If you think drinking alcohol is almost entirely negative then you might be surprised by the results of a new study.
Dr. Sine Berntsen of the University of Copenhagen in Denmark and his team led a study to discover what would happen to patients with early stage Alzheimer’s disease and what happened to overall mortality with moderate drinking.
Surprisingly those who drank light to moderate amounts were less likely to die during their first year after diagnosis compared to those who drank very little to none.
Bernsten said in an interview with Reuters Health, “These results are somewhat surprising because Alzheimer’s disease is a neurodegenerative disease and we know that alcohol can have harmful effects on the brain…On the other hand we have seen in earlier studies that alcohol in light to moderate amounts can have a protective effect on cardiovascular disease and mortality in healthy adults.”
After following 321 participants for a total of four years they observed less than 10% of the study participants consumed no alcohol. 70% of them had “1 unit” of alcohol (equal to around 10 milliliters of alcohol, or a third of a pint of beer or half a glass of wine) of alcohol per day and then 17 % drank 2 to 3 units and 5% drank more than 3.
After the 4 years 53 of the 321 participants passed away. The ones who were drinking anywhere from 2 to 3 units per day were 77% less likely to die than those who drank the least (1 to no units) a day. This was true no matter the age, education, smoking habits or gender.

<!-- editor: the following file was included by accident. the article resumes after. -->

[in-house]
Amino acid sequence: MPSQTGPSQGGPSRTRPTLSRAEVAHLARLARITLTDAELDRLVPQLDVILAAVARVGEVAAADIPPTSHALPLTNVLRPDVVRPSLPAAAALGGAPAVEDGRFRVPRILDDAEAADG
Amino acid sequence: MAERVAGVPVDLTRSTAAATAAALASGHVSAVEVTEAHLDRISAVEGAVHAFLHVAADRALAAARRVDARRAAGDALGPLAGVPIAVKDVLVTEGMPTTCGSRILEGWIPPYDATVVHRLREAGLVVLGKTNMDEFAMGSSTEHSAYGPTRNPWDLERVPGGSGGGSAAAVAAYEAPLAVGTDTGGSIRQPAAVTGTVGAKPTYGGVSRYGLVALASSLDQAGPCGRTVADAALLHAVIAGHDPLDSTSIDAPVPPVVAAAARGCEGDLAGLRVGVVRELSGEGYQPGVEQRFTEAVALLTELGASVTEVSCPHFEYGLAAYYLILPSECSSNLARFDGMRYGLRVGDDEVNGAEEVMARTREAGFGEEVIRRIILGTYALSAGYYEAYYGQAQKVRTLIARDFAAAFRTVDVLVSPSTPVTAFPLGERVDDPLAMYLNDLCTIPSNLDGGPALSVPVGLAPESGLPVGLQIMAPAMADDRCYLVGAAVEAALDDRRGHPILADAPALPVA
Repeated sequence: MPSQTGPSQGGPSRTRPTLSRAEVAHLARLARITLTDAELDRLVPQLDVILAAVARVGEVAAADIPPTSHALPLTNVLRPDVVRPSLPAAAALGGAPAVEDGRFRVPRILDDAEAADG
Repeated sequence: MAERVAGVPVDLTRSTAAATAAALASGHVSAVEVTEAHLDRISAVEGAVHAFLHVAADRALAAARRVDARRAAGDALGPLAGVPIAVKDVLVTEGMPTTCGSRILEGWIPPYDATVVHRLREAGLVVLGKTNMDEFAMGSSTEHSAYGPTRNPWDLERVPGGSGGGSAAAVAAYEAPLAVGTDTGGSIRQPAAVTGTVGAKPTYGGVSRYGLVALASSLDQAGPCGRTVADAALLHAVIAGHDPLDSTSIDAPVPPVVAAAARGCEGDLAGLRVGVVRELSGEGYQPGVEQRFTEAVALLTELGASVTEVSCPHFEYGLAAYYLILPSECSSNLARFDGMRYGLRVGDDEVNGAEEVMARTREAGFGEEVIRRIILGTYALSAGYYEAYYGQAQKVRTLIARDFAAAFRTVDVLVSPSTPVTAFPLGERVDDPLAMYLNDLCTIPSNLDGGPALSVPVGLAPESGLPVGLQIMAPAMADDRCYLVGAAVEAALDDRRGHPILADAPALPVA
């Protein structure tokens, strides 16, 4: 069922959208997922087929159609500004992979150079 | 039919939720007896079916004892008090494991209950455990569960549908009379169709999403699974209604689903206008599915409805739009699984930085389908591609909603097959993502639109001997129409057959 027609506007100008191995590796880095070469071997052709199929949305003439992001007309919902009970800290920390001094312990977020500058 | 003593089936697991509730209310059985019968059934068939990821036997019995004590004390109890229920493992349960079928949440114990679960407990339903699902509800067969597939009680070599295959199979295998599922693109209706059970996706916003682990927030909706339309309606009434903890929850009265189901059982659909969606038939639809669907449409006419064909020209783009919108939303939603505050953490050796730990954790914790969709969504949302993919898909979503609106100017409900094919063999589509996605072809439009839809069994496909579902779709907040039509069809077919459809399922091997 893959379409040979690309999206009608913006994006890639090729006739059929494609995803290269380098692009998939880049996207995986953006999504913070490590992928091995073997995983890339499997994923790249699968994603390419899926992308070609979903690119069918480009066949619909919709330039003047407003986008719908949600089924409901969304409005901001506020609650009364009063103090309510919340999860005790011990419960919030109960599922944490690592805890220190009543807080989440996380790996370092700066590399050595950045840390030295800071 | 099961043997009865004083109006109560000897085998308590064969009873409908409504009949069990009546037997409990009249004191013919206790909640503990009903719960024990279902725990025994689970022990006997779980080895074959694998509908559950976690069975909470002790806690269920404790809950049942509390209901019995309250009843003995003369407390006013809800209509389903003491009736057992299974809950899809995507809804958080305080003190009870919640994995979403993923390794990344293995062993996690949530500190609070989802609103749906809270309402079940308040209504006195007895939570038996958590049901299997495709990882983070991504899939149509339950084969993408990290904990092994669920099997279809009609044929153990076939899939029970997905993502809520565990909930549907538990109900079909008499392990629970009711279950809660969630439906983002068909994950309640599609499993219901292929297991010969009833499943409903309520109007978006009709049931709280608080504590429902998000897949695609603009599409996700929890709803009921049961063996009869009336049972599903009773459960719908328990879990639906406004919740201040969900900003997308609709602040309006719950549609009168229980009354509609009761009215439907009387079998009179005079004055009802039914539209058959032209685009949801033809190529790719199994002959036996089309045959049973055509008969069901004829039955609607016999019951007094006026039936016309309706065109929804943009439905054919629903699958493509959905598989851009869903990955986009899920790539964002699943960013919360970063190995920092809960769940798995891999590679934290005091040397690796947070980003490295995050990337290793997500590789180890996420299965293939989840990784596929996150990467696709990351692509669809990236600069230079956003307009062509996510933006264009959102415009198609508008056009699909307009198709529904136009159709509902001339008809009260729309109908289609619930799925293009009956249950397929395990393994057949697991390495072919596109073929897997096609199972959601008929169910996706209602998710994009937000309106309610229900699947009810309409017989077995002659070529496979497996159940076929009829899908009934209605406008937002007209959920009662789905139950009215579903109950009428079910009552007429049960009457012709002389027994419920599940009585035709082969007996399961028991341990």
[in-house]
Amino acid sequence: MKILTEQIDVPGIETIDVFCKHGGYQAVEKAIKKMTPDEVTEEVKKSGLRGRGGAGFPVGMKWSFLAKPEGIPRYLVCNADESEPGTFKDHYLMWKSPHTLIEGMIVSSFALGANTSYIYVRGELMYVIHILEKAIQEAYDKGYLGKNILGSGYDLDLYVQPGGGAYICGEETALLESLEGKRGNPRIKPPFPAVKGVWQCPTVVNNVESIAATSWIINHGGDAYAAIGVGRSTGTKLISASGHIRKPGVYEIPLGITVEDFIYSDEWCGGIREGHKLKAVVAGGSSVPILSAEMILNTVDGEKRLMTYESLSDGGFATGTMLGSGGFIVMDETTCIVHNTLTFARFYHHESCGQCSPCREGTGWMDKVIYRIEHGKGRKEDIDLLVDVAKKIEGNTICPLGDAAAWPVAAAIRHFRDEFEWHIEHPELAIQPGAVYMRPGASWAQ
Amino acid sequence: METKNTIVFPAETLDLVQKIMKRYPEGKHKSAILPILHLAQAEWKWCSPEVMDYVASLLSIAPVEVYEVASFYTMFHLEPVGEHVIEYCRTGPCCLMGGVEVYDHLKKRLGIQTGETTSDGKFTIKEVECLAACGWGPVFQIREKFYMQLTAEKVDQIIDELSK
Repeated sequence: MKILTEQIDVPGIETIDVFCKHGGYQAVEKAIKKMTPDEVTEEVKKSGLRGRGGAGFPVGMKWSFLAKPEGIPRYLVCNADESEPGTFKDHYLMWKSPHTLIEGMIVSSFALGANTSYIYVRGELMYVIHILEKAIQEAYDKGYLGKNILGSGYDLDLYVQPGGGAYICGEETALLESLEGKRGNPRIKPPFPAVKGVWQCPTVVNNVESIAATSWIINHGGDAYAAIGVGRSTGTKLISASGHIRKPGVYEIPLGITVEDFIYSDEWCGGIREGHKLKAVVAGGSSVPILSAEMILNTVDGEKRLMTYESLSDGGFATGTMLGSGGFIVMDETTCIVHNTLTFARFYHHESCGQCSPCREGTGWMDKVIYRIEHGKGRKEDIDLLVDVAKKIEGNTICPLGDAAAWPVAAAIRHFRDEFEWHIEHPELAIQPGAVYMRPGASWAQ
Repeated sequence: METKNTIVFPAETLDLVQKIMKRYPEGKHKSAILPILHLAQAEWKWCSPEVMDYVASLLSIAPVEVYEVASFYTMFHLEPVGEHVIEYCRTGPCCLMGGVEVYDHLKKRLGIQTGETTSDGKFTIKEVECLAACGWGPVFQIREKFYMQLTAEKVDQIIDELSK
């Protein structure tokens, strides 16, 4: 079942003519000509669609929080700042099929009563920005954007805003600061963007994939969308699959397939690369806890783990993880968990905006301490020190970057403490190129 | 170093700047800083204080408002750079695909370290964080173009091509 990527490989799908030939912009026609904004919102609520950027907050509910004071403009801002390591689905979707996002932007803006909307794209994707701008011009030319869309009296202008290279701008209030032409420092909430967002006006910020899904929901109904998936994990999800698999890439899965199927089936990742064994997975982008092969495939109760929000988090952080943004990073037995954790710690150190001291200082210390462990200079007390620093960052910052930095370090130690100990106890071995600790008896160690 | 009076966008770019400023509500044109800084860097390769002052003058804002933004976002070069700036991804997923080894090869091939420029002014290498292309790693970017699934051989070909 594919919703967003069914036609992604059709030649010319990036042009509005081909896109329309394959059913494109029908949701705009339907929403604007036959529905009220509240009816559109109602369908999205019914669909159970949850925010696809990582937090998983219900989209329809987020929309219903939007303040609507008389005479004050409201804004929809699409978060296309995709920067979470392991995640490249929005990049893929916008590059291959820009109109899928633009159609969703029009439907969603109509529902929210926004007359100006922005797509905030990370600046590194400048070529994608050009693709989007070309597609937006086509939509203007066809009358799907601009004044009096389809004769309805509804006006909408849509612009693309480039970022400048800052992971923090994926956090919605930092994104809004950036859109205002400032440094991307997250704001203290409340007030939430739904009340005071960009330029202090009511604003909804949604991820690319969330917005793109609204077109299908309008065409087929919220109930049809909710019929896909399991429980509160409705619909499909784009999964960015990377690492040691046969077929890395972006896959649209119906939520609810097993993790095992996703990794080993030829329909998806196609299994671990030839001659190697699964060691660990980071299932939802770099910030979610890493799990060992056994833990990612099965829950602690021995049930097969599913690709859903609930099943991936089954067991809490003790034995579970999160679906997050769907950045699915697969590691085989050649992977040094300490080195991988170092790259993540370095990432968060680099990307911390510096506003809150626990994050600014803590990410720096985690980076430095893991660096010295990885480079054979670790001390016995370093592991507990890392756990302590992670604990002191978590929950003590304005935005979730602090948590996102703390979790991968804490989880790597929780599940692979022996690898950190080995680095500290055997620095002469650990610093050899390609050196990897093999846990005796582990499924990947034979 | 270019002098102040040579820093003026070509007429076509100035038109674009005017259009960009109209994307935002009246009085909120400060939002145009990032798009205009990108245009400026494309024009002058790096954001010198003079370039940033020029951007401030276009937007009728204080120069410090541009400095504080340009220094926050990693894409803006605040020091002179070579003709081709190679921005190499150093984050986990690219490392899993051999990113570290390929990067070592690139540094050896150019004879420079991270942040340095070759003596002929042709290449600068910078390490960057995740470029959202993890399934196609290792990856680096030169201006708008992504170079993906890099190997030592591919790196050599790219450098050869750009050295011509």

The researchers weren’t all that sure why exactly these drinking habits produced the effect they did.
Berntsen said “We cannot say for certain what the explanation behind this is…Earlier studies on alcohol and mortality in healthy subjects have proposed different explanations for reduced mortality with light-to-moderate alcohol intake such as reduced risk of cardiovascular disease, modification of inflammation and increase in insulin sensitivity.”
One of the theories was that those who drank more likely engaged in wider amounts of social activity and had better social lives. Frequent socialization is known to have overwhelmingly positive effects on health, especially in the elderly.
There is also the association moderate drinking can have on cardiovascular health and cholesterol (both of which are positive).
And other physicians think either of these two explanations might explain the correlation.
Though not directly involved in the study Dr. Siegfried Weyerer commented saying, “I cannot see any reason why patients with mild Alzheimer’s disease who consume alcohol responsibly should not have those health-related benefits including higher life expectancy.”
However, just because these results were shown to be true that doesn’t mean it should cause people who don’t drink to start drinking on the basis of this study alone.